Having problems dealing with memories of dangerous, deadly, or stressful situations is a hallmark of what it means to be alive. But if bad memories turn to relationship problems, avoidance, anger, and other dangerous symptoms, you may be experiencing post-traumatic stress disorder (PTSD). Thankfully, its worst symptoms can be managed.
What is PTSD?
“Post-traumatic stress disorder (PTSD) can develop after exposure to a potentially traumatic event that is beyond a typical stressor. Events that may lead to PTSD include, but are not limited to, violent personal assaults, natural or human-caused disasters, accidents, combat, and other forms of violence. Exposure to events like these is common. About one-half of all U.S. adults will experience at least one traumatic event in their lives, but most do not develop PTSD.” Often it isn’t just one event, but the additive stress of multiple traumas throughout life that leads to PTSD.
Does it Only Affect Soldiers?
PTSD doesn’t discriminate as to who it affects. Unfortunately, it casts a wide net and can harm anyone regardless of age, gender, wealth, politics, religiosity, or other socioeconomic markers. According to the U.S. National Institute of Mental Health, post-traumatic stress disorder affects nearly four percent of adults in America, and nearly five percent of adolescents 13- to 18-years old. In either case, for adults or adolescents, instances of PTSD are higher for females than males.
Finding Relief From PTSD
Treating symptoms of PTSD or another mental or physical ailment is often a deeply personal decision between doctor and patient. Therapeutic options may include:
Ketamine is a kind of treatment that was synthesized in the early 1960s as a new form of pre-surgical anesthesia. In order to test it as widely as possible under the most trying circumstances, batches were shipped by the U.S. military to treat wounded combat soldiers in Vietnam. Several years later, ketamine was proven effective in treating symptoms of depression, PTSD, and chronic pain disorders.
Different kinds of psychotherapy are often the first choice for people suffering from PTSD, mostly due to its long history of acceptance. Specific examples your doctor or mental healthcare provider may discuss include:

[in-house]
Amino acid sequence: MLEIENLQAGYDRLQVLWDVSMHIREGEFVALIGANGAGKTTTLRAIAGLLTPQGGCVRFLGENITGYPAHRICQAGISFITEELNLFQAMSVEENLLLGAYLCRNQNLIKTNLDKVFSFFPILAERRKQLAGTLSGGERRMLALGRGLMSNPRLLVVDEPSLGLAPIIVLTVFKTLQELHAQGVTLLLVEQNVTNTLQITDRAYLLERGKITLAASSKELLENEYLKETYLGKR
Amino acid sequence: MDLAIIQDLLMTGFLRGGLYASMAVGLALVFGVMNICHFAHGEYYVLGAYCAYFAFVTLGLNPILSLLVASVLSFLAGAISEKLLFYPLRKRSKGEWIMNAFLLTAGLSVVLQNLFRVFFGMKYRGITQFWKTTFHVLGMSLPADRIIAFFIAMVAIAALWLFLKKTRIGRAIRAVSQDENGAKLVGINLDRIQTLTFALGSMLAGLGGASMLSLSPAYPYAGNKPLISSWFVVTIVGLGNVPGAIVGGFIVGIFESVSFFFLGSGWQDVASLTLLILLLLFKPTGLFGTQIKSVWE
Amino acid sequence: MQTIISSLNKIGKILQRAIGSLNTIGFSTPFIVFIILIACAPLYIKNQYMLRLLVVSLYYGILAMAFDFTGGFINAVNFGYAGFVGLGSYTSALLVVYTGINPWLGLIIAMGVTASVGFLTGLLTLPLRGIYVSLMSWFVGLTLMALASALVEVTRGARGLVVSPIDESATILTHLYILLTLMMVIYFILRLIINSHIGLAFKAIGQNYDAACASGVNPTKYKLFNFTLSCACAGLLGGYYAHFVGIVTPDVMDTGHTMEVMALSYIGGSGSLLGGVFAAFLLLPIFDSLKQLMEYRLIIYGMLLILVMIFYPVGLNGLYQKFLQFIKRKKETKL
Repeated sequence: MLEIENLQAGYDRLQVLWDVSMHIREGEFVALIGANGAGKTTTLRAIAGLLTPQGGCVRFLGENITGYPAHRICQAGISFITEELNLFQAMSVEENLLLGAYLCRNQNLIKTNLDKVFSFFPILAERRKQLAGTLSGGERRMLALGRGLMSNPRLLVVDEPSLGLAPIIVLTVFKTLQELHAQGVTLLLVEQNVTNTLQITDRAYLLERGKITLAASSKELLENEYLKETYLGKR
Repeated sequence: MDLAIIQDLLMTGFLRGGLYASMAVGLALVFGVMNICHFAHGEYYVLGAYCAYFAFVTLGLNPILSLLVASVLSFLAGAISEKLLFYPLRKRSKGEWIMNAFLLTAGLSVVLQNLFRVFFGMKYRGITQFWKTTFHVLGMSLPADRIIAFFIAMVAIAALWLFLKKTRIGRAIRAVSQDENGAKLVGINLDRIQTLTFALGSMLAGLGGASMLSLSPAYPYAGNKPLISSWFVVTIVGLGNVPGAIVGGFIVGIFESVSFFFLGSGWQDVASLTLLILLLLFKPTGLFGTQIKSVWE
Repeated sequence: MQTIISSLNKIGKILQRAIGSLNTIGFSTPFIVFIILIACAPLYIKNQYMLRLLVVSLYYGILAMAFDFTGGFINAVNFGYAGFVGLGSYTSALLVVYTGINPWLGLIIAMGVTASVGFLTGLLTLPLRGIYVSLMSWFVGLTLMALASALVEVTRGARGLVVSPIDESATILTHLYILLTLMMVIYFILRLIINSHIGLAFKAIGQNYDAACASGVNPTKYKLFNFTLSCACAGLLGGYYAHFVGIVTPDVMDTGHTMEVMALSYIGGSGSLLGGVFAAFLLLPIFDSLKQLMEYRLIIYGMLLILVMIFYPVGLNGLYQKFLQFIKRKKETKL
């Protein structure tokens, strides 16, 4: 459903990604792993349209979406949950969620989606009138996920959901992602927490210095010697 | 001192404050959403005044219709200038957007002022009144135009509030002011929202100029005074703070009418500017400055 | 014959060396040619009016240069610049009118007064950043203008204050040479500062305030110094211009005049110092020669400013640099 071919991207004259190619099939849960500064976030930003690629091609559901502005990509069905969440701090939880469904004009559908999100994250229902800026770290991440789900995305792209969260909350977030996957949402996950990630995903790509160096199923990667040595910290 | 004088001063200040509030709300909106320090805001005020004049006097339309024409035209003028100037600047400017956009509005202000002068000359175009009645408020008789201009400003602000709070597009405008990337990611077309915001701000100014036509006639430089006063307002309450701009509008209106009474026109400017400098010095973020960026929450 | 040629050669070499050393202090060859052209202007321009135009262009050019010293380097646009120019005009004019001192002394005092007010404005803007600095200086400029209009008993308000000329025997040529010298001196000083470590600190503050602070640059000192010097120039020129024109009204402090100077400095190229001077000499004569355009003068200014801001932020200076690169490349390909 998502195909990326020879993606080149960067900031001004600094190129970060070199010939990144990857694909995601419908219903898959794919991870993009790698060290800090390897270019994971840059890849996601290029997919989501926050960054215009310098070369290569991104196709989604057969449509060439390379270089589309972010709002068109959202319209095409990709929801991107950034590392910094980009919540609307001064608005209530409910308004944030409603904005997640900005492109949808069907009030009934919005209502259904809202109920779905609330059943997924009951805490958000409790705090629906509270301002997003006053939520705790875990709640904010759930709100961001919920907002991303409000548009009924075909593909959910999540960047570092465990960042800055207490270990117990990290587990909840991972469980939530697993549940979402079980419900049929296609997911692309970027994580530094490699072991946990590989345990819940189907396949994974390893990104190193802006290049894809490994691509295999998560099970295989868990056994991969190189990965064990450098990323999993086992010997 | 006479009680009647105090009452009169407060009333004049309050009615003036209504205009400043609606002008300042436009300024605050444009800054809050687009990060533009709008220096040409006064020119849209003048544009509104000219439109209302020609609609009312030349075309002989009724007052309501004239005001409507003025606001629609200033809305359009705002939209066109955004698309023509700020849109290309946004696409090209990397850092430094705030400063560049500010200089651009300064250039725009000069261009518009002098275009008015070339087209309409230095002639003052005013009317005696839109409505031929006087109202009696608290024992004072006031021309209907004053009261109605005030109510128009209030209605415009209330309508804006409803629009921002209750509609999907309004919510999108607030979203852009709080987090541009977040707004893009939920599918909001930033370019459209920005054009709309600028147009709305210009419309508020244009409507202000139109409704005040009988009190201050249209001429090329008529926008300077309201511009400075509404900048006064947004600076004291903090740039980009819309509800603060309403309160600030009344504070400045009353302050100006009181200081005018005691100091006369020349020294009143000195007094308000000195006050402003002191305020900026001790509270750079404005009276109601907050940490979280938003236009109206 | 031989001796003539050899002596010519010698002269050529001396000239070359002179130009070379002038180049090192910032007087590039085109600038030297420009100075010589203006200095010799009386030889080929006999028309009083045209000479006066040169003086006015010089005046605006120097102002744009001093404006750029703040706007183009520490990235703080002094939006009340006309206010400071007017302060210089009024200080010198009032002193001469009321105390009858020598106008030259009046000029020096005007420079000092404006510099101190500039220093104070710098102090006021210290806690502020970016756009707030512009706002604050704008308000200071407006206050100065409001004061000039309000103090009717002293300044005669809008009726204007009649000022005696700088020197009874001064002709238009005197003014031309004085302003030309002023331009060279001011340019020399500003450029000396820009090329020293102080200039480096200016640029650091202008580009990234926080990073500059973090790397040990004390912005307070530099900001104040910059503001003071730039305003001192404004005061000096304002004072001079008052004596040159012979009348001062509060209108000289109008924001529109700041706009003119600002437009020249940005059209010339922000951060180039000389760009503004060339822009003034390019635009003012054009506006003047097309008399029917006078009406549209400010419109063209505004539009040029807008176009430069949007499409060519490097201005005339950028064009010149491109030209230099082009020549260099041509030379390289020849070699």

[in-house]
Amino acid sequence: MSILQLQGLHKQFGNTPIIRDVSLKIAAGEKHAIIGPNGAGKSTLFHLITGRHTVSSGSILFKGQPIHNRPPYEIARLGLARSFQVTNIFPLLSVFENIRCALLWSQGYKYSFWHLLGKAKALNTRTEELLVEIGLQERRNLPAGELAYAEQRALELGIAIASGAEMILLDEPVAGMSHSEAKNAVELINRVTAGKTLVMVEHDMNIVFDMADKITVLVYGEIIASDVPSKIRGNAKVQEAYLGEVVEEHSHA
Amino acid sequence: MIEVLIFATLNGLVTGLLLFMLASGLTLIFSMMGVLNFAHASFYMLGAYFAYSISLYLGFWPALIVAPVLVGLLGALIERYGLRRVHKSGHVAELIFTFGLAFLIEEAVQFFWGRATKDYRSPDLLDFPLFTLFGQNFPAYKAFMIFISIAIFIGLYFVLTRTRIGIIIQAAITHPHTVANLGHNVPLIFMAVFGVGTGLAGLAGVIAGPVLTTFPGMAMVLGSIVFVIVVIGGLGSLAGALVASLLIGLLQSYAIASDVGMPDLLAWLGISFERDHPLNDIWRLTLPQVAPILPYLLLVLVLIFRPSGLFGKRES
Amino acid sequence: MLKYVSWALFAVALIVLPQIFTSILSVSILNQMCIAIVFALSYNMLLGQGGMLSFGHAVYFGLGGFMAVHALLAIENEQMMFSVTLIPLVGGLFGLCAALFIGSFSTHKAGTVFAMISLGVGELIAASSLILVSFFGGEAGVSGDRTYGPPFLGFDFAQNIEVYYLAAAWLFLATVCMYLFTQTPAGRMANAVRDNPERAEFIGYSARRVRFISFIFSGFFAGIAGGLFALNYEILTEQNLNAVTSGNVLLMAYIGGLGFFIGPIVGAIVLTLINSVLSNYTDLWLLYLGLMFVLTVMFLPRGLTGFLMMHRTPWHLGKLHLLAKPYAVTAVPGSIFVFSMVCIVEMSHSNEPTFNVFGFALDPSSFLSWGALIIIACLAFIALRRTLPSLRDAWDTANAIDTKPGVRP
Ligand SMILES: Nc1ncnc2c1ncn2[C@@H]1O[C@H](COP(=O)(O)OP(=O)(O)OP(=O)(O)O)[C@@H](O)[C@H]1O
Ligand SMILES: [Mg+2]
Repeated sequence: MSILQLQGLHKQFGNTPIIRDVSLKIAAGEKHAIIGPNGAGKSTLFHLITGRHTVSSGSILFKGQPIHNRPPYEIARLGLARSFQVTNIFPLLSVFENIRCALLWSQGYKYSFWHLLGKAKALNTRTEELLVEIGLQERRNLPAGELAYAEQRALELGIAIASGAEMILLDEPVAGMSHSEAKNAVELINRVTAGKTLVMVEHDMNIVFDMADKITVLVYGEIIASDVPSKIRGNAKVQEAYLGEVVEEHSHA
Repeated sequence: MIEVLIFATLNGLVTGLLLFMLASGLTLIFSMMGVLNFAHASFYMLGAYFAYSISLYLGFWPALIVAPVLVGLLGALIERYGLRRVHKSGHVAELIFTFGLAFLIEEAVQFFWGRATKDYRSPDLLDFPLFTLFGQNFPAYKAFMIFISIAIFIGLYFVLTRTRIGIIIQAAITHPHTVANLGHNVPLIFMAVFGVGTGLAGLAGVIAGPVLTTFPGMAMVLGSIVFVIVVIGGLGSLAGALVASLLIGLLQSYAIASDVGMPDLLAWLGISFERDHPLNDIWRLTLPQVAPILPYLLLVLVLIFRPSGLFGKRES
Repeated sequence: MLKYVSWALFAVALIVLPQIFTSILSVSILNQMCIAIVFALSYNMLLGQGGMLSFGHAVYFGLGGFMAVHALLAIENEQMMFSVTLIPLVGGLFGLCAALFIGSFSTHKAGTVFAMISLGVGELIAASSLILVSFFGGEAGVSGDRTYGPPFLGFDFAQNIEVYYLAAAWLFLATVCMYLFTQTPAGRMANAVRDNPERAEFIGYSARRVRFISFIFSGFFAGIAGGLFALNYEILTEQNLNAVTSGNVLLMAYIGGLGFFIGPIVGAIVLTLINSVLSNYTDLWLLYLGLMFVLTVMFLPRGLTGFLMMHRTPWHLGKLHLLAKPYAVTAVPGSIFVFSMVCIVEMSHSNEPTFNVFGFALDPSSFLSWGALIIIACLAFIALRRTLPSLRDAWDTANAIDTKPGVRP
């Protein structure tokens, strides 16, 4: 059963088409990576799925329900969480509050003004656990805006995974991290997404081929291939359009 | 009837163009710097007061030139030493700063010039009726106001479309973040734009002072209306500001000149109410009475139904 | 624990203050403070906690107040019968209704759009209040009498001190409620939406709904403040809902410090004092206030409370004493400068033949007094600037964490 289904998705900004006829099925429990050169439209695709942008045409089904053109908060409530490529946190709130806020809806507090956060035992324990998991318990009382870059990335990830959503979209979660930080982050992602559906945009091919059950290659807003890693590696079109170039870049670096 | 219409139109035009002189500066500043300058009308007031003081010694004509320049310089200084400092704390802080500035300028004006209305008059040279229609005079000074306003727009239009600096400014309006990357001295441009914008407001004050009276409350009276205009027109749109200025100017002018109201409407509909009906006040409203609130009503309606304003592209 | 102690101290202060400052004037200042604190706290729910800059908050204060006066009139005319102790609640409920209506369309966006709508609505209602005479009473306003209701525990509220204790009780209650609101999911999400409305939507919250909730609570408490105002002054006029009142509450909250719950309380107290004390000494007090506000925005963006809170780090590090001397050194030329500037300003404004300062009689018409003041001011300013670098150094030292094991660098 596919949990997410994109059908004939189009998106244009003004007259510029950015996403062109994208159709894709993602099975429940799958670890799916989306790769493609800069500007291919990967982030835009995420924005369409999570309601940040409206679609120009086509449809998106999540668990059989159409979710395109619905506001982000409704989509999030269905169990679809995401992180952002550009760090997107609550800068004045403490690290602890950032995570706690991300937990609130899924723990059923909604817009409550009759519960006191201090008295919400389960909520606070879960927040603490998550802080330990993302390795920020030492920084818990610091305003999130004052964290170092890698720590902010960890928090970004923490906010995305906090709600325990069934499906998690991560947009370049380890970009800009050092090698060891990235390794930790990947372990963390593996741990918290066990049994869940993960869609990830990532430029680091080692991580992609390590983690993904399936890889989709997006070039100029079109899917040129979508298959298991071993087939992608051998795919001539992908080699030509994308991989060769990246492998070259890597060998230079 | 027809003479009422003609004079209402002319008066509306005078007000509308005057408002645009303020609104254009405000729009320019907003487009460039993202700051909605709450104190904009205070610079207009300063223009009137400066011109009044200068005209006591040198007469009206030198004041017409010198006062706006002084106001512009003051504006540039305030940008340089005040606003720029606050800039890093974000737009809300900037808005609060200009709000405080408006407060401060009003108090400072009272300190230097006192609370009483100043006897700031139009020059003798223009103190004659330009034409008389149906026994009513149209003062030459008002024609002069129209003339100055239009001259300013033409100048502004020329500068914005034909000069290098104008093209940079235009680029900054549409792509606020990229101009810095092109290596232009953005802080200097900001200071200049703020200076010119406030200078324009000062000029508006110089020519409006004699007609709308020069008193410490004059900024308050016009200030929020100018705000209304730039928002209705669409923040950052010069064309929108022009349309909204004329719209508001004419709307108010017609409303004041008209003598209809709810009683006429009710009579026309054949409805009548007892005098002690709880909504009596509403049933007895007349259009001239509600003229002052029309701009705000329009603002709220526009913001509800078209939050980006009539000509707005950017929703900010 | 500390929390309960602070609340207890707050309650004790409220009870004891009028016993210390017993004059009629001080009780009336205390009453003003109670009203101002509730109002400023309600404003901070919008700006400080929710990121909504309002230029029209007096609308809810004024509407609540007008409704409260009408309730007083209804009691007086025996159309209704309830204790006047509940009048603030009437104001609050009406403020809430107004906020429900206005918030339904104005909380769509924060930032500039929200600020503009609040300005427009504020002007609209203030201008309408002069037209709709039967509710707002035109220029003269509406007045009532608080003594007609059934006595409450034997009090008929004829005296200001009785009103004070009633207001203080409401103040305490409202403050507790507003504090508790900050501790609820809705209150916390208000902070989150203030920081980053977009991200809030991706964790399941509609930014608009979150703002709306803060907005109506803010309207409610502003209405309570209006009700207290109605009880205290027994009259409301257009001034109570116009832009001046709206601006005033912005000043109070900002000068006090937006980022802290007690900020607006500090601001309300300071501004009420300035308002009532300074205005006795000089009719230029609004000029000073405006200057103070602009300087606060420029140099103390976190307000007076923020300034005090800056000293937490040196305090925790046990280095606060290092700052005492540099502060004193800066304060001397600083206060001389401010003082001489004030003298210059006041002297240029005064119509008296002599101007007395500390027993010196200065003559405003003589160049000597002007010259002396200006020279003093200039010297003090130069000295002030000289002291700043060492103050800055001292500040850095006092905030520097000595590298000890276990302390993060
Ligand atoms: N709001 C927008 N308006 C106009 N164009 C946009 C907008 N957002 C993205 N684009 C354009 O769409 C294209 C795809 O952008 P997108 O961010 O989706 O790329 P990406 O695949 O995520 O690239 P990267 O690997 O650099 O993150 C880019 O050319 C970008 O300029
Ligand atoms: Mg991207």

- Cognitive therapy. This form of talk therapy assists you in recognizing the kinds of thinking (also called cognitive patterns) that may be harmful — for example, bad thoughts about yourself and the risk of painful things happening again. For PTSD, cognitive therapy often is utilized along with exposure therapy.
- Exposure therapy. This behavioral treatment helps you safely navigate both memories and situations that you deem frightening to develop effective coping techniques. Exposure therapy can be especially helpful for nightmares and flashbacks. One method employs virtual reality programs that help you re-enter the situation in which you suffered trauma.
- Eye movement desensitization and reprocessing (EMDR). This combines exposure therapy with a sequence of guided eye movements that assist you in processing traumatic recollections and alter how you respond to them.
Not every person who experiences PTSD needs or wants to take prescription medicine. However, doctors may recommend antidepressants, anti-anxiety medications, and other medications with other therapy types.
A doctor or clinician may also recommend simple lifestyle changes to combat PTSD symptoms. This may include deep-breathing exercises, muscle relaxation, mindfulness, social support, avoiding alcohol and tobacco, and diet and exercise.
PTSD Throughout Human History
Stress has expressed itself in one way or another throughout human history. Attacks by wild animals or trauma from natural or manmade disasters have likely triggered intense psychological responses in survivors of such incidents. The first descriptions, of course, appear in the annals of great literature and paint early parallels to what’s known as PTSD. Symptoms of the illness were depicted in The Iliad, Henry IV, and A Tale of Two Cities.
How to Diagnose PTSD
Like other mental health disorders, PTSD is diagnosed by a medical doctor or mental health professional. The physical examination and psychiatric evaluation results are then compared to criteria published in the Diagnostic and Statistical Manual of Mental Disorders (DSM-5). PTSD was first added to the DSM-3 in 1980.
Treating PTSD varies based on many conditions, including mental and physical health, a history of personal and mental illness, and comfort level with certain therapies. Once you’ve been diagnosed with PTSD, a healthcare provider may recommend in-patient and out-patient therapy, group therapy, self-help, lifestyle changes, or options like ketamine therapy.
Like other kinds of mental illness, PTSD can have serious consequences if left unchecked. For anyone experiencing its symptoms long-term, the best chance of regaining control of their life is to get a professional diagnosis from a doctor or mental health professional. Contact us today to learn more!